Formello (Rome)
    Italian (Italy)
    The difference is between accented/ stressed and unaccented/ unstressed) vowels (the 'i' in this case), not nouns: pendìo, fruscìo; cucchiàio, fastìdio. :)

    Oh, thanks, Nik..!
     
  8. beccamutt

    beccamutt Senior Member

    New Jersey, USA
    English - US
    "...just with/because of the open or closed sound...":)
     
  9. Necsus

    Necsus Senior Member

    Formello (Rome)
    Italian (Italy)
    Thank you very much, beccamut! (even if it took you almost a year and half...!) :);)
     
  10. fitter.happier

    fitter.happier Senior Member

    Naples, Italy
    Italian
    I hope you don't mind my correction!
    I'm quite sleepy at the moment so please refer to this for further clarification about even if/even though :D
     
  11. Necsus

    Necsus Senior Member

    Formello (Rome)
    Italian (Italy)
    Hmm... dopo ripetute letture della spiegazione, credo di aver capito la sottile differenza...! ;)
    Grazie.
     
  12. fitter.happier

    fitter.happier Senior Member

    Naples, Italy
    Italian
    Il problema sorge dal fatto che sia "even if" che "even though" si traducono con "anche se". Quando sei in dubbio, prova a trasformare "anche se" in "anche nel caso in cui". Se la frase continua ad avere senso, allora la traduzione inglese è sicuramente "even if".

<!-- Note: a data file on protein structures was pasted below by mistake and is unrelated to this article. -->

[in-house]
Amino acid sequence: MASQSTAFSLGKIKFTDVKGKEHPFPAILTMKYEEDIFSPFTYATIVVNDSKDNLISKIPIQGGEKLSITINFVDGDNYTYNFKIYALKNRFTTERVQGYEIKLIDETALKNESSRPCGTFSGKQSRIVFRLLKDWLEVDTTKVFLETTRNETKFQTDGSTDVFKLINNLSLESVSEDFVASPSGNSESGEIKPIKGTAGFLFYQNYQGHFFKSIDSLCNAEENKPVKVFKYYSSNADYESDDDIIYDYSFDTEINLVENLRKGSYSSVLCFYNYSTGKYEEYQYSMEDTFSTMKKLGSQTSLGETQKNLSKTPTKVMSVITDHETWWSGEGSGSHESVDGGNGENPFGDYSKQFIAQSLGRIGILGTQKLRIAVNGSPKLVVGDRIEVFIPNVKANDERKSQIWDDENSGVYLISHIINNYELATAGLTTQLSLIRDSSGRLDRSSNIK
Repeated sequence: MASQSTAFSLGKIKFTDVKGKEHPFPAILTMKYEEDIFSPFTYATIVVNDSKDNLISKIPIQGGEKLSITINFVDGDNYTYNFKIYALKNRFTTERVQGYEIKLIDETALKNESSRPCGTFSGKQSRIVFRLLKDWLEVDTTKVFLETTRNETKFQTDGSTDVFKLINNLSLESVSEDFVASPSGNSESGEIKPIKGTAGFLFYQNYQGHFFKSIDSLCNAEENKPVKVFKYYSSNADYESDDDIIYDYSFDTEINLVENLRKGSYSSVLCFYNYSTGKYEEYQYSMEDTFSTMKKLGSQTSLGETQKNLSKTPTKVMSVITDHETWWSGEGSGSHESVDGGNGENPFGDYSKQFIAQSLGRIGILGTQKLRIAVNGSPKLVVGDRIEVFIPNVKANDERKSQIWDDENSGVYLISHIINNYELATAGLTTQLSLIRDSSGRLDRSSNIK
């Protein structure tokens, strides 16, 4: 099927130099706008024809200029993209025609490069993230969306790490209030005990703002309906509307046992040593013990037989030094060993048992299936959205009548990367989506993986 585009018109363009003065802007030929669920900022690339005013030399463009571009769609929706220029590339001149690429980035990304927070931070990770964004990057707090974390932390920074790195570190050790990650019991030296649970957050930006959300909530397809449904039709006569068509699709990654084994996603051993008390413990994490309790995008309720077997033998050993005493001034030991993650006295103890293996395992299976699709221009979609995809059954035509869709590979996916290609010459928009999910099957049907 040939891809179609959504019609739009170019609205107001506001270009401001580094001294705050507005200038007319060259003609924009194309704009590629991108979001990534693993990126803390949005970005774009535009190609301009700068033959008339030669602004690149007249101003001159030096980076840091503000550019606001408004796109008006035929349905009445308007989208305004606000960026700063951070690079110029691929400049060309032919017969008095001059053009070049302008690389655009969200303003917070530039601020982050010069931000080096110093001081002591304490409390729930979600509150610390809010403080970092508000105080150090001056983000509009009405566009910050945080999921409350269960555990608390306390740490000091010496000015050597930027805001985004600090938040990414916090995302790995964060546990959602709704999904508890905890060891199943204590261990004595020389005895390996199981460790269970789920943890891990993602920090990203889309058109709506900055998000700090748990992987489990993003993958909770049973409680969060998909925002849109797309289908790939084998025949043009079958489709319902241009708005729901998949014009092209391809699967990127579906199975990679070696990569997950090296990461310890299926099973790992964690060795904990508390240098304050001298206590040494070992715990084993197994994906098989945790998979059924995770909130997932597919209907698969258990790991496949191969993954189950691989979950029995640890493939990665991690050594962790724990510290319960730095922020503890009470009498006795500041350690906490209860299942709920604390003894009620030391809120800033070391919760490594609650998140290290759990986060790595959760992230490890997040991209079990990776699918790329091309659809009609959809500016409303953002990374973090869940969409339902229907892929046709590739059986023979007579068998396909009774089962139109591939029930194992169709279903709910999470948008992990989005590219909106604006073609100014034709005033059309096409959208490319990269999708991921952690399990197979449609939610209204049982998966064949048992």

Ad esempio:

    Anche se avessi tempo non lo farei ---> Anche nel caso in cui avessi tempo :tick: non lo farei. ---> Even if I had time, I wouldn't do that.

    Anche se ci ho messo due ore, alla fine sono arrivato a casa ---> Anche nel caso in cui ci ho messo due ore :cross:, alla fine sono arrivato a casa. ---> Even though it took me two hours, I eventually made it home.
     
  13. beccamutt

    beccamutt Senior Member

    New Jersey, USA
    English - US
    Una differenza molto sottile, visto che anche come madrelingua non me ne sono accorta prima di leggere i seguenti commenti! :eek:
     
  14. anglomania1

    anglomania1 Senior Member

    Piacenza, Italy
    UK English
    The words have a different stress anyway, "principals" would be "principi" and "princes" would be "principi".
    Interesting about the older books, though, I've never seen that spelling before:)
    Anglo
     
  15. Einstein

    Einstein Senior Member

    Milano, Italia
    UK, English
    Certainly they have a different stress, which is why the accent, if used, helps to distinguish the meaning.
    Principii is not so rare; another even older form uses a single "i" with a circumflex in the place of the "ii".
     
  16. anglomania1

    anglomania1 Senior Member

    Piacenza, Italy
    UK English
     
  17. Memimao Senior Member

    Busto Arsizio, Italy
    United Kingdom English
    Many years ago I was working in an insurance company which had even older insurance policies in its archives that covered against Incendij :)
     
  18. Necsus

    Necsus Senior Member

    Formello (Rome)
    Italian (Italy)
    Yes, it was another way to write the plural... :)